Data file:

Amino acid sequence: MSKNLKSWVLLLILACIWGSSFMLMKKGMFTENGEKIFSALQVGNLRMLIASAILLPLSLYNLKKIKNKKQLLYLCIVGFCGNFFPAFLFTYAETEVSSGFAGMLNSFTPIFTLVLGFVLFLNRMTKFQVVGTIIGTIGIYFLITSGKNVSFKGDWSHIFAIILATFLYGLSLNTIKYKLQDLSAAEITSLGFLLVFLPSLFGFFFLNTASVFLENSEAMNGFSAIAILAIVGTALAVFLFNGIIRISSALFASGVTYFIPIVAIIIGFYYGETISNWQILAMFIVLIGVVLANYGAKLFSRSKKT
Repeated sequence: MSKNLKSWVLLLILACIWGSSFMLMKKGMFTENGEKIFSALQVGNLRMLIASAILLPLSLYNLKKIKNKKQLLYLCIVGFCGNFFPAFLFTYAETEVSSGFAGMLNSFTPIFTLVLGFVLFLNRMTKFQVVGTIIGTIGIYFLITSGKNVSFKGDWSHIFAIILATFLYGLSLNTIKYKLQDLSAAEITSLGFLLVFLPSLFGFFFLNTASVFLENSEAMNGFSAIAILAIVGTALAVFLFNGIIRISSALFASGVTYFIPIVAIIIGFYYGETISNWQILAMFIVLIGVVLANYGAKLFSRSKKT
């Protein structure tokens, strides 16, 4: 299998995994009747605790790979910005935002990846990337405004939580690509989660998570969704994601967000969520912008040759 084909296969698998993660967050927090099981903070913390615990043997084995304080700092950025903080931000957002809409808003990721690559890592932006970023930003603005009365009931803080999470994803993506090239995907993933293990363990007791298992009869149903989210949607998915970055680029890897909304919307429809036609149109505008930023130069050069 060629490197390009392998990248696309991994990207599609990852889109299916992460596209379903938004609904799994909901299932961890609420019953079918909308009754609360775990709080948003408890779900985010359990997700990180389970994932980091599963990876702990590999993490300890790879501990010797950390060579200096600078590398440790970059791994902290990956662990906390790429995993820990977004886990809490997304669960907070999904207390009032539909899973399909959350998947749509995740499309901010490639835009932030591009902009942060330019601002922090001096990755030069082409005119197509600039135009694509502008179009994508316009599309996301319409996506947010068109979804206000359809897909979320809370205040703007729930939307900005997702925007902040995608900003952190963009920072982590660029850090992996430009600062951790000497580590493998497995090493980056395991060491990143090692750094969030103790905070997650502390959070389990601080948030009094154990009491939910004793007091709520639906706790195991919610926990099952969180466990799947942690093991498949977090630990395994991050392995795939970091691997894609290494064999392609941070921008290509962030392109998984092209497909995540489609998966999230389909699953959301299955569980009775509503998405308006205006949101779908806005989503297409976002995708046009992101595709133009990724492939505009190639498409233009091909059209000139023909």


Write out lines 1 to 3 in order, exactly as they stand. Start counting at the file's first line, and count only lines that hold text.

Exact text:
Amino acid sequence: MSKNLKSWVLLLILACIWGSSFMLMKKGMFTENGEKIFSALQVGNLRMLIASAILLPLSLYNLKKIKNKKQLLYLCIVGFCGNFFPAFLFTYAETEVSSGFAGMLNSFTPIFTLVLGFVLFLNRMTKFQVVGTIIGTIGIYFLITSGKNVSFKGDWSHIFAIILATFLYGLSLNTIKYKLQDLSAAEITSLGFLLVFLPSLFGFFFLNTASVFLENSEAMNGFSAIAILAIVGTALAVFLFNGIIRISSALFASGVTYFIPIVAIIIGFYYGETISNWQILAMFIVLIGVVLANYGAKLFSRSKKT
Repeated sequence: MSKNLKSWVLLLILACIWGSSFMLMKKGMFTENGEKIFSALQVGNLRMLIASAILLPLSLYNLKKIKNKKQLLYLCIVGFCGNFFPAFLFTYAETEVSSGFAGMLNSFTPIFTLVLGFVLFLNRMTKFQVVGTIIGTIGIYFLITSGKNVSFKGDWSHIFAIILATFLYGLSLNTIKYKLQDLSAAEITSLGFLLVFLPSLFGFFFLNTASVFLENSEAMNGFSAIAILAIVGTALAVFLFNGIIRISSALFASGVTYFIPIVAIIIGFYYGETISNWQILAMFIVLIGVVLANYGAKLFSRSKKT
């Protein structure tokens, strides 16, 4: 299998995994009747605790790979910005935002990846990337405004939580690509989660998570969704994601967000969520912008040759 084909296969698998993660967050927090099981903070913390615990043997084995304080700092950025903080931000957002809409808003990721690559890592932006970023930003603005009365009931803080999470994803993506090239995907993933293990363990007791298992009869149903989210949607998915970055680029890897909304919307429809036609149109505008930023130069050069 060629490197390009392998990248696309991994990207599609990852889109299916992460596209379903938004609904799994909901299932961890609420019953079918909308009754609360775990709080948003408890779900985010359990997700990180389970994932980091599963990876702990590999993490300890790879501990010797950390060579200096600078590398440790970059791994902290990956662990906390790429995993820990977004886990809490997304669960907070999904207390009032539909899973399909959350998947749509995740499309901010490639835009932030591009902009942060330019601002922090001096990755030069082409005119197509600039135009694509502008179009994508316009599309996301319409996506947010068109979804206000359809897909979320809370205040703007729930939307900005997702925007902040995608900003952190963009920072982590660029850090992996430009600062951790000497580590493998497995090493980056395991060491990143090692750094969030103790905070997650502390959070389990601080948030009094154990009491939910004793007091709520639906706790195991919610926990099952969180466990799947942690093991498949977090630990395994991050392995795939970091691997894609290494064999392609941070921008290509962030392109998984092209497909995540489609998966999230389909699953959301299955569980009775509503998405308006205006949101779908806005989503297409976002995708046009992101595709133009990724492939505009190639498409233009091909059209000139023909």